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Breakfast Time was British television's first national breakfast television programme, broadcast from 17 January 1983 until 29 September 1989 on BBC1 across the United Kingdom. It was broadcast for the first time just over two weeks before TV-am, the commercial breakfast television station, started its service with the programme Good Morning Britain.

Breakfast Time
BBC Breakfast Time - 1st logo.jpg
Original Breakfast Time logo
Created byBBC News
Presented byVarious
Country of originUnited Kingdom
Original language(s)English
Editor(s)Ron Neil
Release
Original networkBBC1
Original release17 January 1983 (1983-01-17)[1] –
29 September 1989 (1989-09-29)[1]
Chronology
Followed byBreakfast News

OverviewEdit

Breakfast Time mixed hard news with accessible features, creating a cosy feel, with sofas and bright colours.[2] The presenters typically wore casual clothes instead of formal suits, in contrast to the regular news broadcasts. Frank Bough, Selina Scott and Nick Ross anchored the show, with regulars such as Russell Grant (astrology) and Diana Moran, also known as the "Green Goddess" due to the colour of her leotard (fitness).

The news was read by Debbie Rix, while each region opted out of the main programme to broadcast short regional news bulletins. Initially, viewers in London and the South East were provided with their regional news by one of the main Breakfast Time presenters rather than a regional presentation team. This changed by the autumn of 1985 when the new London and South East regional news programme "London Plus" started to provide the regional news opt-outs during the programme.

The weather slot (known as Window On The Weather) was presented by Francis Wilson, and reflected the rest of the show in having a more laid-back feel. Window On The Weather actually introduced modern, projection-style graphics some two years ahead of the transition from the old-style magnetic boards used in the BBC's main weather bulletins. Whilst Wilson was the resident weather presenter on the show, other presenters such as Michael Fish, Bill Giles and Ian McCaskill stood in during Wilson's absence.

A commercial breakfast show, TV-am, launched two weeks later on ITV.[3] Despite TV-am's high-profile presenters, Breakfast Time proved more popular with viewers.[3][2]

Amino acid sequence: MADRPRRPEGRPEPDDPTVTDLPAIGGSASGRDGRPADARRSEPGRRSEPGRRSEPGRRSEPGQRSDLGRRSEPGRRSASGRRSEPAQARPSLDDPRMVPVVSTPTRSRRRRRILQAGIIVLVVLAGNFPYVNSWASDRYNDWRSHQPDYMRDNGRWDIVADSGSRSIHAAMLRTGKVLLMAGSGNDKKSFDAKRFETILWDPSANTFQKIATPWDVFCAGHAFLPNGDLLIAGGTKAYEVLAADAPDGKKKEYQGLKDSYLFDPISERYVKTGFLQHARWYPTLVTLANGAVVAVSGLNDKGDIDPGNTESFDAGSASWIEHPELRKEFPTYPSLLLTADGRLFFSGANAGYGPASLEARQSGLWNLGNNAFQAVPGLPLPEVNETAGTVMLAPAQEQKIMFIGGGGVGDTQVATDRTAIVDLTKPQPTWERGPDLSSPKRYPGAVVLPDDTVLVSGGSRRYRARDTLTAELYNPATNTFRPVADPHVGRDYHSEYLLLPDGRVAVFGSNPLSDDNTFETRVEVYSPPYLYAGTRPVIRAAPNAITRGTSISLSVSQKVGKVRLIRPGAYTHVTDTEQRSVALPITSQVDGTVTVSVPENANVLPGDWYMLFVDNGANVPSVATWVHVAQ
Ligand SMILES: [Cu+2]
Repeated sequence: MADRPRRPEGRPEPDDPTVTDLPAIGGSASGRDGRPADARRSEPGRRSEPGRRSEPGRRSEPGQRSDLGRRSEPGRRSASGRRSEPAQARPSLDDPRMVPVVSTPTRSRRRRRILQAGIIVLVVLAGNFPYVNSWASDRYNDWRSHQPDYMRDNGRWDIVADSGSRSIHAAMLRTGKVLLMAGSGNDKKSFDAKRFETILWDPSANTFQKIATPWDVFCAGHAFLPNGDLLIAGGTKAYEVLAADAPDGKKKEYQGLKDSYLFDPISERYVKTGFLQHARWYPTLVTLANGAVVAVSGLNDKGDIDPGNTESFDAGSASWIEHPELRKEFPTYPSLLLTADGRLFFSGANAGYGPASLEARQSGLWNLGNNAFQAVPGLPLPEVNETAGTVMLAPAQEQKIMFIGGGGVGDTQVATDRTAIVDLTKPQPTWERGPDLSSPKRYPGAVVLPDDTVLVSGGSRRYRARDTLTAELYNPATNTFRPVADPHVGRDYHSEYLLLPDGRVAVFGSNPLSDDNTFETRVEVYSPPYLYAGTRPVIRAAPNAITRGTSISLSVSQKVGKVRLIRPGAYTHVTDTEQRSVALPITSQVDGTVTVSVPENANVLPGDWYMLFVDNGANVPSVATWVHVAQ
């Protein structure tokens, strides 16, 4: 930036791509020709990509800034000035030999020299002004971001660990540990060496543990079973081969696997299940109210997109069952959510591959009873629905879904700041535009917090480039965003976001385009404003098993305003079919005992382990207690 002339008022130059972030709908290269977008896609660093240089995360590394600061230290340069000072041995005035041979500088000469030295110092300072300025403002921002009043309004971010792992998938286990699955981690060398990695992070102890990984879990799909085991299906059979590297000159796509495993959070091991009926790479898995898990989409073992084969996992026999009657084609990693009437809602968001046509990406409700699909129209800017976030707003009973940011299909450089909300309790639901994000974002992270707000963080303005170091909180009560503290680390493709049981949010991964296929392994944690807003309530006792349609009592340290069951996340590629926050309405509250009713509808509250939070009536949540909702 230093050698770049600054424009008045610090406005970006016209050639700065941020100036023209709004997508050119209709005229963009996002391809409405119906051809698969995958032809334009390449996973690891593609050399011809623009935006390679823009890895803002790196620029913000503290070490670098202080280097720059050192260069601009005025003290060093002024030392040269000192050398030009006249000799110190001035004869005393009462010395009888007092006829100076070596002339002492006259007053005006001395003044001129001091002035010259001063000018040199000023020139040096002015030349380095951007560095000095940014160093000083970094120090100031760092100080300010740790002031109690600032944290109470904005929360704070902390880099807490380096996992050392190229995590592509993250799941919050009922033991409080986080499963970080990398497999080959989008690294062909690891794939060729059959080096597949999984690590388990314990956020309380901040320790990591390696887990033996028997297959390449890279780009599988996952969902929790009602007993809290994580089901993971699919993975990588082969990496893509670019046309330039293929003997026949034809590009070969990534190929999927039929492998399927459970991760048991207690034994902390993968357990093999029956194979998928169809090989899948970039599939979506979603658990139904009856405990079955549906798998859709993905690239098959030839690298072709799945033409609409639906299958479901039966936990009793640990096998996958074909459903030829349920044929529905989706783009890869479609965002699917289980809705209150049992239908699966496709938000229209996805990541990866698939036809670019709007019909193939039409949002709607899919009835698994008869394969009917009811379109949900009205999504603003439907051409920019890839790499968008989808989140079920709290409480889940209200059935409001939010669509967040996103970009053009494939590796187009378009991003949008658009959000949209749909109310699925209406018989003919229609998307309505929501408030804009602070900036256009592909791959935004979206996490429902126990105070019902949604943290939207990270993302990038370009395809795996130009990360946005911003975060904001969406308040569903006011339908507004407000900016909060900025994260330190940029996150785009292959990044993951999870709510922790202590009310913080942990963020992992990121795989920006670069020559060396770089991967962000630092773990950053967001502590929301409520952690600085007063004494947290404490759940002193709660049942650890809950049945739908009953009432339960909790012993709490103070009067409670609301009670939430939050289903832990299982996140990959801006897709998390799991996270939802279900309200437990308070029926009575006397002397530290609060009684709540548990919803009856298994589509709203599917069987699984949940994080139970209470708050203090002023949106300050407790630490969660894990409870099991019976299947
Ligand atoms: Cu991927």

Breakfast Time aired from 6:30 am until 9:00 am each weekday morning, compared to the seven-day-a-week service offered by TV-am. However, on Monday 18 February 1985, the programme changed to a later time slot of 6:50 am until 9:20 am.[4]

The programme notably broadcast continuous live coverage of the Brighton hotel bombing at the Conservative Party conference in 1984.[2] TV-am, meanwhile, were castigated by the broadcasting authority for their poor coverage of the event.[5] TV-am had just one crew covering the conference, but they had been called back to London to cover a train crash in Wembley.[6] Only John Stapleton was present in Brighton, and had to make do with phoning in reports from a public phone box, with a picture of him shown on screen, along with an archive picture of the hotel.

TV-am gradually adapted to an approach more like the BBC's, while Breakfast Time adopted a more formal news format on Monday 10 November 1986, with a news desk and presenters in suits.[1] Hardened journalists such as Jeremy Paxman and Kirsty Wark joined the team as the programme shifted its tone to analysis of the morning's news stories, especially politics. The new look programme also started later, running from 7:00 am until just before 9:00 am each weekday morning.[7][8]

On Monday 2 October 1989 the show became Breakfast News.[9]

PresentersEdit

 
BBC's first Breakfast Time team. Clockwise from top left: Francis Wilson, Debbie Rix, David Icke, Nick Ross, Selina Scott, Frank Bough.

First Edition wishesEdit

During Breakfast Time's first broadcast, letters and telegrams were sent from different breakfast shows around the world to wish Breakfast Time good luck such as Network Ten for Australia, CTV for Canada, CBS and ABC for the United States, TVB for Hong Kong and NHK for Japan.[10]

Among the in-studio guests on the first "Breakfast Time" on 17 January 1983 was Jane Pauley, presenter of NBC News "Today" in the United States.

Further readingEdit

  • Ian Jones, Morning Glory: A history of British breakfast television. Kelly, 2004. ISBN 1-903053-20-X

ReferencesEdit

  1. ^ a b c "BBC NEWS - Programmes - Breakfast - Presenters - The Evolution of Breakfast". news.bbc.co.uk.
  2. ^ a b c Gough, Patrick (13 January 2008). "Wake up call". Bournemouth Daily Echo. Retrieved 27 August 2019.
  3. ^ a b "BBC Breakfast celebrates 30 years". BBC News. 13 January 2013. Retrieved 27 August 2019.
  4. ^ "Breakfast Time - BBC One London - 18 February 1985 - BBC Genome". genome.ch.bbc.co.uk.
  5. ^ https://www.bbc.co.uk/news/uk-england-21165890
  6. ^ Bonner, P.; Aston, L. (13 December 2002). Independent Television in Britain: Volume 6 New Developments in Independent Television 1981-92: Channel 4, TV-am, Cable and Satellite. ISBN 9780230287136.
  7. ^ "Breakfast Time - BBC One London - 10 November 1986 - BBC Genome". genome.ch.bbc.co.uk.
  8. ^ "Archived copy". Archived from the original on 22 December 2015. Retrieved 15 December 2015.CS1 maint: archived copy as title (link)
  9. ^ first tx. of "BBC BREAKFAST NEWS" (BBC1) BBC Timeline at the Wayback Machine (archived 29 November 2014)
  10. ^ Breakfast Time - First Edition Wishes from 17.1.1983. TVArk. 17 January 1983. Archived from the original on 29 April 2016. Retrieved 29 June 2013.

External linksEdit